On Thursday, 2012 Republican presidential nominee Mitt Romney thrashed current GOP front-runner Donald Trump. Romney called Trump dangerously unfit for office and advised Republicans to vote for the candidate who “has the best chance of beating Mr. Trump in a given state.”
Trump responded by suggesting that Romney “would have dropped to his knees” and “was begging” for Trump’s 2012 endorsement.
Thursday’s clash between the two men is not the first.
In November 2012, during the immediate aftermath of Romney’s loss to President Barack Obama, Trump strongly condemned Romney — and the entire Republican Party — for “mean-spirited” attacks on illegal immigration and for a “maniacal” policy of self-deportation.
Just four years before making severe immigration restrictions the centerpiece of his 2016 presidential campaign, Trump suggested that hostility toward illegal immigrants partially cost Romney the presidency.
U.S. immigration policy must “take care of this incredible problem that we have with respect to immigration, with respect to people wanting to be wonderful productive citizens of this country,” the 69-year-old billionaire told journalist Ronald Kessler.
“Republicans didn’t have anything going for them with respect to Latinos and with respect to Asians,” Trump said in 2012.
Romney was particularly to blame, the real estate and casino mogul charged.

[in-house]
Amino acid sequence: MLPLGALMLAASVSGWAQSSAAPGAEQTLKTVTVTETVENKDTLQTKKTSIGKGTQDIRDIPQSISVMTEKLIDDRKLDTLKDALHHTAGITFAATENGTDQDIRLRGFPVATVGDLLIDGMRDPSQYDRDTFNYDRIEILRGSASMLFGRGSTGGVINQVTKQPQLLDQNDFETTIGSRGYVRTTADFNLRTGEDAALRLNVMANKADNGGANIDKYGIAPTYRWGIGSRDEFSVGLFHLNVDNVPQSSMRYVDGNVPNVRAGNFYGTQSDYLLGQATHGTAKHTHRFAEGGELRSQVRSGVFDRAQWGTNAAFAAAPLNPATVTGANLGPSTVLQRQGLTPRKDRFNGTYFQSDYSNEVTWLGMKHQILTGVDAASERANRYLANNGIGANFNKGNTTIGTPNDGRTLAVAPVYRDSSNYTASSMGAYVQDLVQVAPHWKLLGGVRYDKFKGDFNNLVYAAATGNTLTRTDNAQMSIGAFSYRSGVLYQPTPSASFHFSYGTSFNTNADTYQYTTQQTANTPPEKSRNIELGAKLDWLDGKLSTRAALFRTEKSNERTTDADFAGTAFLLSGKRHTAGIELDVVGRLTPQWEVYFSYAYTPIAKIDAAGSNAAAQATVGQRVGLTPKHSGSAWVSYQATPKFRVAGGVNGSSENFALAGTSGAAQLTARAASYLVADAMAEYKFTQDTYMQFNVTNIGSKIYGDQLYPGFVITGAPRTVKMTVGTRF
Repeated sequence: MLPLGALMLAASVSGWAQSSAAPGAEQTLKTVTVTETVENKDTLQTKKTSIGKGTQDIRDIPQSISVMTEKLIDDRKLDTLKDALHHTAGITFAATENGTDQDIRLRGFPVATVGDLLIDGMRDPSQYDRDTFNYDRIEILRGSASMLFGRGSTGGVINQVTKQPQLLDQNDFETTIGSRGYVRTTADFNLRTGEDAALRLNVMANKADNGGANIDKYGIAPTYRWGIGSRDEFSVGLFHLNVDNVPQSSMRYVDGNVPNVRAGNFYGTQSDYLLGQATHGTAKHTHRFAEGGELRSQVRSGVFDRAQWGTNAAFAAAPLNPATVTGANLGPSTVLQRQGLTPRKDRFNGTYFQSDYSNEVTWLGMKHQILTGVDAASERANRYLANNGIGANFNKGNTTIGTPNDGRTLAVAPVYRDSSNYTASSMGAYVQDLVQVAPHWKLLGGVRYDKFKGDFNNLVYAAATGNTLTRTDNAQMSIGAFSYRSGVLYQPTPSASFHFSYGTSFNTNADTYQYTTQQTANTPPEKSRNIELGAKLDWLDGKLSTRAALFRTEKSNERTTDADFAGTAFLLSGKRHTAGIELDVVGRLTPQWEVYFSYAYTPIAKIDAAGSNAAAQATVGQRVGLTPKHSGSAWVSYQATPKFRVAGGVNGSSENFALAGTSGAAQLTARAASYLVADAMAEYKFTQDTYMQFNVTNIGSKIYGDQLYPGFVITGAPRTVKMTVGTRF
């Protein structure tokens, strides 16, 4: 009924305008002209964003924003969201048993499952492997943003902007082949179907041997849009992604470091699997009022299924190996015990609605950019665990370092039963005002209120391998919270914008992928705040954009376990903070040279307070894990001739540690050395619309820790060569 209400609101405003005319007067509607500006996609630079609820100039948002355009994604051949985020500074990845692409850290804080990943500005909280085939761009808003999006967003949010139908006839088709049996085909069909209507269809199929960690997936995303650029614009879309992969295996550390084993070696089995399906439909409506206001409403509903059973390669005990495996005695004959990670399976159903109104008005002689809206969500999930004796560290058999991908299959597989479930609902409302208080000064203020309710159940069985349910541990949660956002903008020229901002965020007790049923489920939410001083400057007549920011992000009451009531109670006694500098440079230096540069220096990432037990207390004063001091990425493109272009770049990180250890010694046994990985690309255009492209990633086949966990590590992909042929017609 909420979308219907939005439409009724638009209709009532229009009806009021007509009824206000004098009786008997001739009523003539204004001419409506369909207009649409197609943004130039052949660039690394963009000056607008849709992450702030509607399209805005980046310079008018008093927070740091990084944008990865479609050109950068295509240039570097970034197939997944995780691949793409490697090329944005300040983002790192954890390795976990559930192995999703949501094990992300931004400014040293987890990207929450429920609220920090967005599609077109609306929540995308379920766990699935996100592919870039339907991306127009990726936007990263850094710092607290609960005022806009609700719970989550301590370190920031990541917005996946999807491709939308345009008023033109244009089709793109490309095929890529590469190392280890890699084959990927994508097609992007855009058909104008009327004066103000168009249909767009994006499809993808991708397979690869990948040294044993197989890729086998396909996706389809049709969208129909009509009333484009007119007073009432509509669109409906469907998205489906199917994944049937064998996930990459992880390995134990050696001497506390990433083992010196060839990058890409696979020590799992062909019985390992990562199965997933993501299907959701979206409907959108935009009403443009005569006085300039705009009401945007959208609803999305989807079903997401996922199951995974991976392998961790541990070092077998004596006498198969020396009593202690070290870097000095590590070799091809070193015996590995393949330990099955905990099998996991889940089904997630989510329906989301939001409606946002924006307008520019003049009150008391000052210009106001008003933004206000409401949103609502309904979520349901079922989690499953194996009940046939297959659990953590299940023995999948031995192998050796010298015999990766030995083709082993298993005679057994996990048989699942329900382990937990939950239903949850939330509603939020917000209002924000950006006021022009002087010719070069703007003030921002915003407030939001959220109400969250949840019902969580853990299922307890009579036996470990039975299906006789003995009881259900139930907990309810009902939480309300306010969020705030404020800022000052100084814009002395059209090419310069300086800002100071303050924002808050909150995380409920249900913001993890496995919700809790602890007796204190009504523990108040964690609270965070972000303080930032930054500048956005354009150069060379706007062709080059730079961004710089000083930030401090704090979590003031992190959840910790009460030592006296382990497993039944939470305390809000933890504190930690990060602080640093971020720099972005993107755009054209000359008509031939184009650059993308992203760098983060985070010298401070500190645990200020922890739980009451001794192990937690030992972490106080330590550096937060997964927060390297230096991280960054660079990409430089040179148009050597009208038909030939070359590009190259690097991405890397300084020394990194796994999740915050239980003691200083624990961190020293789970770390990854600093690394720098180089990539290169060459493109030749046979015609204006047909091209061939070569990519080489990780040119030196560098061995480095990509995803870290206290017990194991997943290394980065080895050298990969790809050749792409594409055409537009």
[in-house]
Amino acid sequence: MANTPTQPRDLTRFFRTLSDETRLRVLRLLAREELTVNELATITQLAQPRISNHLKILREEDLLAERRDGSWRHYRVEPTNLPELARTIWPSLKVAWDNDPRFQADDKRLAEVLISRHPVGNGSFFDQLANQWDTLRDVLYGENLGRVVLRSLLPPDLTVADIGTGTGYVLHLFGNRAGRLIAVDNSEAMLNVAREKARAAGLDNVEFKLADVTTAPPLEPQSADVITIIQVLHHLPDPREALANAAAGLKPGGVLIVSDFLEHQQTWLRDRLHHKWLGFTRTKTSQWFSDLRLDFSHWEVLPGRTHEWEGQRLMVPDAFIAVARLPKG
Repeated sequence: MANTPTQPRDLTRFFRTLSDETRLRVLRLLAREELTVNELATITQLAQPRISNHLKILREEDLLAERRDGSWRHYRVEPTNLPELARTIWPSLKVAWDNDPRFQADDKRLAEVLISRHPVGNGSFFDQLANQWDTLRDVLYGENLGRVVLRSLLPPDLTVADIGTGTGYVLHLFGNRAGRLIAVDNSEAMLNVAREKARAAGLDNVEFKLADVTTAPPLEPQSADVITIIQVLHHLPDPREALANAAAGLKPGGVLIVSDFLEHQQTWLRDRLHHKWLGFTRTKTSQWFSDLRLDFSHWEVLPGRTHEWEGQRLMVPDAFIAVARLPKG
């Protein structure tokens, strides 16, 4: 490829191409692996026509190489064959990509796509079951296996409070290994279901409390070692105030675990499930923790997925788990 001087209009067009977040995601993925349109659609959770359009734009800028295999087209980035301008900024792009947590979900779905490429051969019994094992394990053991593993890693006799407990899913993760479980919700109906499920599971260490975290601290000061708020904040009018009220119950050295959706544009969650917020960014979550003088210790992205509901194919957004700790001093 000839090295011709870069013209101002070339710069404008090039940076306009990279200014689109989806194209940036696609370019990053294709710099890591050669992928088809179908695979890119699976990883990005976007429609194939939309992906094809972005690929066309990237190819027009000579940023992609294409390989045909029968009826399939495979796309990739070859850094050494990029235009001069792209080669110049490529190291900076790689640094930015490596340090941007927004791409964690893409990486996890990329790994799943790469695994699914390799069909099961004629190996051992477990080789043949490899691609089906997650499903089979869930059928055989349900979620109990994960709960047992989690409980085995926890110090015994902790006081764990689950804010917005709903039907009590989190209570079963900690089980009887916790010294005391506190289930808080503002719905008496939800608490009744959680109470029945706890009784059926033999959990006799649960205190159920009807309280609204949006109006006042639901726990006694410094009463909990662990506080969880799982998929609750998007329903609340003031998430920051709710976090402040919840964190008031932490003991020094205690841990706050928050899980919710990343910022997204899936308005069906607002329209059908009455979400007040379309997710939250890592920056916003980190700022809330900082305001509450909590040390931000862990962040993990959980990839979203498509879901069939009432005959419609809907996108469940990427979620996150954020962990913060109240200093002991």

“He had a crazy policy of self deportation which was maniacal,” Trump told Kessler. “It sounded as bad as it was, and he lost all of the Latino vote.”
Romney “lost everybody who is inspired to come into this country,” Trump declared.
In 2011, Trump suggested that the way to deal with America’s 15 million illegal immigrants is on a case-by-case basis. “You know, it’s hard to generalize,” Trump told Bill O’Reilly. “You’re going to have to look at the individual people.” He added that determining citizenship for 15 million people is “going to take a long time and a lot of people.” (RELATED: From Immigration To Guns To Abortion, Donald Trump Must Reckon With His Progressive History)
In his Thursday speech in Salt Lake City, Romney argued that “the only serious policy proposals that deal with a broad range of national challenges we confront today come from [crscore]Ted Cruz[/crscore], [crscore]Marco Rubio[/crscore], and John Kasich.” (RELATED: Romney: Vote For ‘Whoever Has The Best Chance To Beat Trump In A Given State’)
In a response to Romney during a campaign stop in Portland, Maine, Trump insulted Romney as a loser. (Trump: Romney ‘Would Have Dropped To His Knees’ For 2012 Endorsement)